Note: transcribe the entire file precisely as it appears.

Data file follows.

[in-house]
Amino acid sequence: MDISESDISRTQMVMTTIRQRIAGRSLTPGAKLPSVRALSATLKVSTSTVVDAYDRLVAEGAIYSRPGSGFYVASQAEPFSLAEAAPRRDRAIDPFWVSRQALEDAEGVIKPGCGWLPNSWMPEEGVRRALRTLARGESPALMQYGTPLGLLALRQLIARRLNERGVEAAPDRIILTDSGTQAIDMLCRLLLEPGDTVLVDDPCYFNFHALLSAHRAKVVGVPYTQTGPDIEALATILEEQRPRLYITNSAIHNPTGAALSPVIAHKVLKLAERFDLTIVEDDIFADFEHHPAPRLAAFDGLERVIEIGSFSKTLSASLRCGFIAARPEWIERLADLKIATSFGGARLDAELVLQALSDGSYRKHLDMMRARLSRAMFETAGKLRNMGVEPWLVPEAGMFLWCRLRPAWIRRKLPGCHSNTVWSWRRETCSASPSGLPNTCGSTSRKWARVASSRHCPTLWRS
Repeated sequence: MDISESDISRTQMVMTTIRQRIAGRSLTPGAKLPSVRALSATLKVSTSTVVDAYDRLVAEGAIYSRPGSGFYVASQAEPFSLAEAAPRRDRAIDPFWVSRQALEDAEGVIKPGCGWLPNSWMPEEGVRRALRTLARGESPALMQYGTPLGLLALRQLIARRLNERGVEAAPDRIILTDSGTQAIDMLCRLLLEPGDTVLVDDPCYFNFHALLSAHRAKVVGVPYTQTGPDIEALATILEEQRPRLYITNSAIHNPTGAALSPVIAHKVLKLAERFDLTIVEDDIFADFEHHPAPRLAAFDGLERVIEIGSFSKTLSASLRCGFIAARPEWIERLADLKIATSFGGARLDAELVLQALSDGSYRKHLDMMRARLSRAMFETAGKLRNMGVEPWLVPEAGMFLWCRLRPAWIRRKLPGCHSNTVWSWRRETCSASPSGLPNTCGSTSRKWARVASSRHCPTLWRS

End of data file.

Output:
[in-house]
Amino acid sequence: MDISESDISRTQMVMTTIRQRIAGRSLTPGAKLPSVRALSATLKVSTSTVVDAYDRLVAEGAIYSRPGSGFYVASQAEPFSLAEAAPRRDRAIDPFWVSRQALEDAEGVIKPGCGWLPNSWMPEEGVRRALRTLARGESPALMQYGTPLGLLALRQLIARRLNERGVEAAPDRIILTDSGTQAIDMLCRLLLEPGDTVLVDDPCYFNFHALLSAHRAKVVGVPYTQTGPDIEALATILEEQRPRLYITNSAIHNPTGAALSPVIAHKVLKLAERFDLTIVEDDIFADFEHHPAPRLAAFDGLERVIEIGSFSKTLSASLRCGFIAARPEWIERLADLKIATSFGGARLDAELVLQALSDGSYRKHLDMMRARLSRAMFETAGKLRNMGVEPWLVPEAGMFLWCRLRPAWIRRKLPGCHSNTVWSWRRETCSASPSGLPNTCGSTSRKWARVASSRHCPTLWRS
Repeated sequence: MDISESDISRTQMVMTTIRQRIAGRSLTPGAKLPSVRALSATLKVSTSTVVDAYDRLVAEGAIYSRPGSGFYVASQAEPFSLAEAAPRRDRAIDPFWVSRQALEDAEGVIKPGCGWLPNSWMPEEGVRRALRTLARGESPALMQYGTPLGLLALRQLIARRLNERGVEAAPDRIILTDSGTQAIDMLCRLLLEPGDTVLVDDPCYFNFHALLSAHRAKVVGVPYTQTGPDIEALATILEEQRPRLYITNSAIHNPTGAALSPVIAHKVLKLAERFDLTIVEDDIFADFEHHPAPRLAAFDGLERVIEIGSFSKTLSASLRCGFIAARPEWIERLADLKIATSFGGARLDAELVLQALSDGSYRKHLDMMRARLSRAMFETAGKLRNMGVEPWLVPEAGMFLWCRLRPAWIRRKLPGCHSNTVWSWRRETCSASPSGLPNTCGSTSRKWARVASSRHCPTLWRS